The Federal Reserve intends to begin releasing a quarterly interest-rate forecast as a service to investors and to counter critics who say it is not transparent enough.
The Federal Reserve plans to give the public a first-ever view of where Fed officials see interest rates heading in coming months and years.
It won't be a firm predictor of Federal Reserve policy, but economists say the move will help give investors a better glimpse into the thinking of central bankers and their possible course of action.
Starting later this month, a quarterly Federal Reserve summary of economic projections (SEP) report will include information about the outlook from the various particpants on the central bank's policy committee. These forecasts will focus on the so-called federal funds rate, the short-term interest rate for loans among banks that the Federal Reserve determines through its policy.
"The SEP ... will report participants' current projections of the likely timing of the first increase in the target rate given their projections of future economic conditions," the Federal Reserve said in minutes released Tuesday. That would accompany forecasts showing what the officials see as an appropriate federal funds rate for the final
quarter of the year and the next few years.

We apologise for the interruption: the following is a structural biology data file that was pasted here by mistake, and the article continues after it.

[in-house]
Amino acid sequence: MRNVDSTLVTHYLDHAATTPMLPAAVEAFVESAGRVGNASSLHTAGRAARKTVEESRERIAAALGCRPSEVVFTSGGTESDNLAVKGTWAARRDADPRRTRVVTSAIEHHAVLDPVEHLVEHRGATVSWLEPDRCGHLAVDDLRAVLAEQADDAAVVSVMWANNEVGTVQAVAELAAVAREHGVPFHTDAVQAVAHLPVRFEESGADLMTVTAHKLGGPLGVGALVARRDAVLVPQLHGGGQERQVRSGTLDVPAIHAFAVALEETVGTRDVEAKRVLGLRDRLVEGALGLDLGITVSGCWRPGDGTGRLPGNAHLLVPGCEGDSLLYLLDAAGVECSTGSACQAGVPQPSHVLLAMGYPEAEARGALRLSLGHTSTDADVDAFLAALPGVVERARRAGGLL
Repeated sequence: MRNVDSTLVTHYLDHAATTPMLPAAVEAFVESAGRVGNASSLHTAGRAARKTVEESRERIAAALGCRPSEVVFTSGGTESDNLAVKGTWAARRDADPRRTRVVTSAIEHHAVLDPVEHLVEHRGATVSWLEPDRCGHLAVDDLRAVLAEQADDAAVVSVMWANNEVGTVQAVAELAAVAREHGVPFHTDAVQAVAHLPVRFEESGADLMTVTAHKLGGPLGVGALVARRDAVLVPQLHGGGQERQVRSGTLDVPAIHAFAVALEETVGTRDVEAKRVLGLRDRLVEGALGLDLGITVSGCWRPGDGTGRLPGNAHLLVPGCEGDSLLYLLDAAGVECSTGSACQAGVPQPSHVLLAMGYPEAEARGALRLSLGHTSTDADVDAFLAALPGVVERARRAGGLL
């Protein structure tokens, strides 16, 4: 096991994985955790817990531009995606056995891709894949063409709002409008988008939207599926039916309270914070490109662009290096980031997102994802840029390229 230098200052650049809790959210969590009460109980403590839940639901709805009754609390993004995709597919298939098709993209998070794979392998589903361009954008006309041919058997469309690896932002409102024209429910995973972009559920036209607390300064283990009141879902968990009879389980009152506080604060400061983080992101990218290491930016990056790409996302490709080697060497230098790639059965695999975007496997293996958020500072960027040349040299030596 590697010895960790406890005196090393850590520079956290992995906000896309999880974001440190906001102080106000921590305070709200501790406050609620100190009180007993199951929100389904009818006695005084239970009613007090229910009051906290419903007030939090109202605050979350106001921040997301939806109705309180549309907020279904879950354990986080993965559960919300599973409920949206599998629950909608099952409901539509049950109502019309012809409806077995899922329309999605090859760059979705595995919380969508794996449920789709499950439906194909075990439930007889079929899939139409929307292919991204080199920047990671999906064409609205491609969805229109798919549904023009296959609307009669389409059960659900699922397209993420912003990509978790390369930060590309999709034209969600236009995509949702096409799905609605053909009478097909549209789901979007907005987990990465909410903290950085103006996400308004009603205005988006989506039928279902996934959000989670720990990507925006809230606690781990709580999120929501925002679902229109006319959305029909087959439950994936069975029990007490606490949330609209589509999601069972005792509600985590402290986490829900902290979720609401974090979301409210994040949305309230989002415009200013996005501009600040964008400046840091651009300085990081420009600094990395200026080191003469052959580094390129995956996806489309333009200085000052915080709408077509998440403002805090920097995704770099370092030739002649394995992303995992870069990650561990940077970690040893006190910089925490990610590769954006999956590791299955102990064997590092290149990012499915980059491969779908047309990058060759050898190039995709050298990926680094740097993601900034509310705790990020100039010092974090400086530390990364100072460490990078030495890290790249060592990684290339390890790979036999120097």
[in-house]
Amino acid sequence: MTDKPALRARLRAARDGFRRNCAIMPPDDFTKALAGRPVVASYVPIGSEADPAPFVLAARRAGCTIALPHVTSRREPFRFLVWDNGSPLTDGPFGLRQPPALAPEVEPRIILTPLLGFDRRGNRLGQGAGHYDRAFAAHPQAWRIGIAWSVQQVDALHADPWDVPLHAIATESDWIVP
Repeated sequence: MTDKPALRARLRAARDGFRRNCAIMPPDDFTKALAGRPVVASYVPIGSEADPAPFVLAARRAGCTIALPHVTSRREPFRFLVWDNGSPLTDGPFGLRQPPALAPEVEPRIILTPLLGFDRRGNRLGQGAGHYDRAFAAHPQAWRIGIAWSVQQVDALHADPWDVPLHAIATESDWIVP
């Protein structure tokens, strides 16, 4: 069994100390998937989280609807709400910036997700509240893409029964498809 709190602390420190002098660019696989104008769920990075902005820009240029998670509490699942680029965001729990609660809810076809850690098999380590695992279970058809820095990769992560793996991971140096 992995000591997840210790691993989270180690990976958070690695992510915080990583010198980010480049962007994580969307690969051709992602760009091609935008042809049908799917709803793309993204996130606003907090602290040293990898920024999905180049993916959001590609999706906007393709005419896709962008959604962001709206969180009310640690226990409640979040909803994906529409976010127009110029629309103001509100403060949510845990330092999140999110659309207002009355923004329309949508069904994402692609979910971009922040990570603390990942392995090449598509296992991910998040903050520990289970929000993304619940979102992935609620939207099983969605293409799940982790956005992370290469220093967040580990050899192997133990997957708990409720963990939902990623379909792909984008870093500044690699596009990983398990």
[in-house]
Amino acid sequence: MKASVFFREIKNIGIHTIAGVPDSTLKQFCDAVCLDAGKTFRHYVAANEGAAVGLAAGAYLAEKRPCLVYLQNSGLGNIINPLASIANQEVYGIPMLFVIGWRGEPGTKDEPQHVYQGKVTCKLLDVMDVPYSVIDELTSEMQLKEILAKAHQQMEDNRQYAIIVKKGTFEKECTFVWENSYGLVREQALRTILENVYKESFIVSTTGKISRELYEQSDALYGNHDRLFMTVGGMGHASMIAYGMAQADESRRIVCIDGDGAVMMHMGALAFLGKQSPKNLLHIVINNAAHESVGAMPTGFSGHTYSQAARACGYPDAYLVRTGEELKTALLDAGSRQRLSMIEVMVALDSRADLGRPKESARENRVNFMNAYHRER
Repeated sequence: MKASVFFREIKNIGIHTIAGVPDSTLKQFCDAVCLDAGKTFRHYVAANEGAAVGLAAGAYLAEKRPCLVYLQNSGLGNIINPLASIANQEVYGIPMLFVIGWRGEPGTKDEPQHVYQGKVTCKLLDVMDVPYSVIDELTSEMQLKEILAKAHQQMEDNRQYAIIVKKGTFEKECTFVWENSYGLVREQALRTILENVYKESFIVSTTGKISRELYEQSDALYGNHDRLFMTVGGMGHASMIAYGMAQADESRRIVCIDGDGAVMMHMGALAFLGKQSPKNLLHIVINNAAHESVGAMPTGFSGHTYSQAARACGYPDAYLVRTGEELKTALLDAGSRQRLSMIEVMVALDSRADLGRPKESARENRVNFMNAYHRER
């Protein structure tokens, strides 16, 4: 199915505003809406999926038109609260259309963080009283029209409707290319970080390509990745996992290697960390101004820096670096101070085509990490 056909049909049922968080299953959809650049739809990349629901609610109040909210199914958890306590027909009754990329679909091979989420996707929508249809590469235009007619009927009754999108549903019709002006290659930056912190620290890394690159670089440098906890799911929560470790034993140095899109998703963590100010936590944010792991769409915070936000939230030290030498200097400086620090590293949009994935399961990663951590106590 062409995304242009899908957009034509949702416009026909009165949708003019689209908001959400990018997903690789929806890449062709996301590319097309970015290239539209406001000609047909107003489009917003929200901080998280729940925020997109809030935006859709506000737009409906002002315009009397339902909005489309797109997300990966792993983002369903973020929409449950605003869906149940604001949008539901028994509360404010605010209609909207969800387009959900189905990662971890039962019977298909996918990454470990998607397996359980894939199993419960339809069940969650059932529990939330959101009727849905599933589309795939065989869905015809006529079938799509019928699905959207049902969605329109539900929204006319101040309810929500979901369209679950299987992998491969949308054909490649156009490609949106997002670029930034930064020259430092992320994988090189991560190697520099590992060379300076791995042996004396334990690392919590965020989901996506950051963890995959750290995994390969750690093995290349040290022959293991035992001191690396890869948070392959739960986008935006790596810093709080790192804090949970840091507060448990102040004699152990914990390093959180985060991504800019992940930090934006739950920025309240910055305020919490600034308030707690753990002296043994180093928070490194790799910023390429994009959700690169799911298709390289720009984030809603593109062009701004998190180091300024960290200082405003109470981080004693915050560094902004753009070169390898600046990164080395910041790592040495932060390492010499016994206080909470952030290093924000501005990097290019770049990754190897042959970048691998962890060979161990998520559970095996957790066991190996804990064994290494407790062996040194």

The move is another step toward greater transparency, a hallmark of the Federal Reserve under Chairman Ben Bernanke.
The bank is under pressure to find ways to better influence the trajectory of a now-weak economy, and to improve its own public image at a time when some politicians are harshly critical of its actions.
Although the statement implies that the range of forecasts by individual Federal Reserve officials will now be visible, some economists cautioned that actual names (like "Ben Bernanke") may not be paired with the predictions.
Still, the new data will provide significant information to Fed watchers, including economists and investors.
The Federal Reserve has been criticized in recent months after issuing a vague statement that it expects short-term interest rates to remain very low through the middle of 2013. While intended to reassure financial markets that the Federal Reserve is determined to spur a tepid recovery forward, it also leaves many wondering when – and based on what indicators – the policymakers will eventually raise rates.
At best, the move is just a modest boost for the economy, adding a new tool for the imperfect art of US monetary policy. But the move could help the Federal Reserve manage expectations about its policies and their effectiveness, economists say.